Milk Race stage win on the front page of Cycling Weekly
PEZ: A nice Milk Race stage win for you with Bilton.
That was ’88, Stage 12, my role was to lead out our sprinter Mark Walsham for the hot spot sprints and stage finishes. Mark had won stage 11 Coventry Circuit race after we’d given him a perfect lead out so our morale was sky high. It was the last stage from Warwick Castle to Birmingham, 106 miles, there were nine laps of a finishing circuit and I was policing the breaks, there were two away and I got up to them then realised bunch was closing and attacked with 500 metres to go. And Mark won the overall points and sprints classification so it was a good race for us.
The Percy Bilton team of ’88
PEZ: You rode the Tour de Trump with Bilton.
We were outside the hotel the night before the start and there was a commotion and all these guys in suits and shades appeared – and there he was, ‘The Donald’ himself. He chatted to us for an age. That race had the second biggest price race in the world, bigger than the Giro, with only the Tour de France having a bigger purse. We had a good programme with Bilton, John Herety had spent three years with Mercier on the continent and had a lot of good contacts to get us the rides; races like the Tour du Limousin.
In the USA for the Tour de Trump
PEZ: The Airmarshall team for 1990 and those radical Kirk Precision magnesium frames. . .
I didn’t like them, they were heavy and broke, Dave Mann broke three of them. The team was made up of good lads, Dave, Hilton McMurdo, Ian Sanders – but Bilton was like a Division One soccer team, Airmarshall was like stepping down to Division Three, there wasn’t a lot of money there.
Climbing next to Chris Walker on a Kirk Precision
PEZ: Campag groupsets with Delta brakes though?
The Deltas weren’t the best at stopping you, that’s true but I never worried too much about that, as a pro it was about going fast, not stopping!
With Townsend on ’91
PEZ: Then Townsend for ’91.
It was the same again, good lads, Bernie Burns, Neil Hoban, Dave Mann, Hilton McMurdo, Adrian Timmis but not much money. With Bilton we’d race on the continent, I’m a big guy and need hard racing to bring me on but with Townsend there wasn’t the money for that. I used to pay my way to go with the Raleigh boys to Belgium to race – the Raleigh lads couldn’t understand it, they didn’t want to be there and I was paying to be there! But I love Belgium and loved to race there. The Belgian pro kermises are 100 miles, full on – when I was preparing for the Spenco 500 mile road race in Texas I’d ride them then do another 40 miles with Nigel Dean.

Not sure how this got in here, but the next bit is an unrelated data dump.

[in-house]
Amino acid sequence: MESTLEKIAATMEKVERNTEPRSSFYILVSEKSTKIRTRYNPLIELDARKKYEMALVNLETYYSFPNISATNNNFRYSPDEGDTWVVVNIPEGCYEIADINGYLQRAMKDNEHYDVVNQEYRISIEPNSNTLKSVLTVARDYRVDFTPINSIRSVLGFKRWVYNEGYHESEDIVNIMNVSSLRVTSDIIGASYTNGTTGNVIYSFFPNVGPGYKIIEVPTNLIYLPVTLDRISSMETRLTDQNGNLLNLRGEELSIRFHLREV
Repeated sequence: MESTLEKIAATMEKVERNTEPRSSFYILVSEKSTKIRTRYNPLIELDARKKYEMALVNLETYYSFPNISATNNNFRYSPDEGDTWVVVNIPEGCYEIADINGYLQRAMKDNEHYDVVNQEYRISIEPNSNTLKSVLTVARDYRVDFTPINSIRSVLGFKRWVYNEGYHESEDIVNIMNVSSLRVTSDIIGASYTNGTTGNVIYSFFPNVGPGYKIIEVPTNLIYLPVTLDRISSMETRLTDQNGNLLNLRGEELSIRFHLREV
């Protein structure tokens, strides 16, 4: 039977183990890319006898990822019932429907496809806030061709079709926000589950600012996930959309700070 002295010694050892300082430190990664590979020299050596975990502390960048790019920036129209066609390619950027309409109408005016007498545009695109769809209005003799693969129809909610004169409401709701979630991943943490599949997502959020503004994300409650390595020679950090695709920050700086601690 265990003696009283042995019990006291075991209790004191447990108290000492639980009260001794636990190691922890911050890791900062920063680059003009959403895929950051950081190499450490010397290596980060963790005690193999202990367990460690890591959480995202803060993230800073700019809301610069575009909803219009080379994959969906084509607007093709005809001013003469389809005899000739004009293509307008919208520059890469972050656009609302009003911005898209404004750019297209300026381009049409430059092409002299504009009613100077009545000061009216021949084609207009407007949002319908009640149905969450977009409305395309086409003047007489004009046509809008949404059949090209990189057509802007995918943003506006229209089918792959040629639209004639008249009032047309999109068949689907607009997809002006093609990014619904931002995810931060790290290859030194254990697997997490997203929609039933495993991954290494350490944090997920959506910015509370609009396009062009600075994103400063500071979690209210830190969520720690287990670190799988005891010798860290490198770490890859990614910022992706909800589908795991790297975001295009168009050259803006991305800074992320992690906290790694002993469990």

Team presentation in Portugal with Tim Harris
PEZ: Jovigroups – Paros De Ferreira in Portugal for 1992?
Tim Harris was racing out there, he’d won two stages in the Tour of the Algarve in 1990 and he was signed for that team for 1992, they wanted another British rider and Tim called me to ask if I’d be interested? I rode three races for them, then in the GP Costa Azul, which was a six stage race – where Tim won Stage Four – I was coming into good form but had just been distanced from the lead group of 25 riders on a climb and was chasing to get back on the descent with a big Russian guy when this hairpin appeared out of nowhere, I was going too fast. I went over the edge, I crushed two vertebrae and broke another two, I had broken ribs too but worst was my ankle. The doctor in Portugal said that I wouldn’t race again, that was endorsed by the doctors back in the UK with one guy saying I would have to have my foot amputated. But fortunately I found a really good guy – Malcolm Elliot’s next door neighbour, he was a lovely man but told me that it was going to be a; ‘long way’ and I was on crutches for 15 months. So Costa Azur was my last race.
Percy Bilton “was like a Division One soccer team”
PEZ: Not a great way to close your career but that was a good era to be a pro in the UK.
I feel lucky that I was born when I was, the guys who were a little older didn’t get that opportunity and now it’s ‘watered down’ because there are so many TV channels, back then there were only four. It was a sponsor’s delight.
Hi-lite – That Milk Race stage win
PEZ: Your career hi-lite?
The Milk Race stage win was nice, I had some good results in Belgium – and beating Tony Doyle, who was twice World Professional Pursuit Champion, in a 4.6 kilometre time trial – that was in a stage of the Bill Cox Memorial two day in 1983.
PEZ: I was going to ask about the low point but I think we’ve covered that. . .
I’ve had my share of crashes but that one in Portugal was something else!
Tony Doyle and ‘Seftie’
PEZ: And if you could do it all over again?
I think I would turn pro with Tonissteiner, you were under pressure to ‘prepare’ with those Belgian teams but it would have been an interesting experience. When I raced in Belgium I beat a lot of guys who went on to have stellar pro careers, so who knows?
# With thanks to Steve for a great wander down Memory Lane, we both miss the 80’s – but not the Deltas. Thanks to all the unknown photographers. #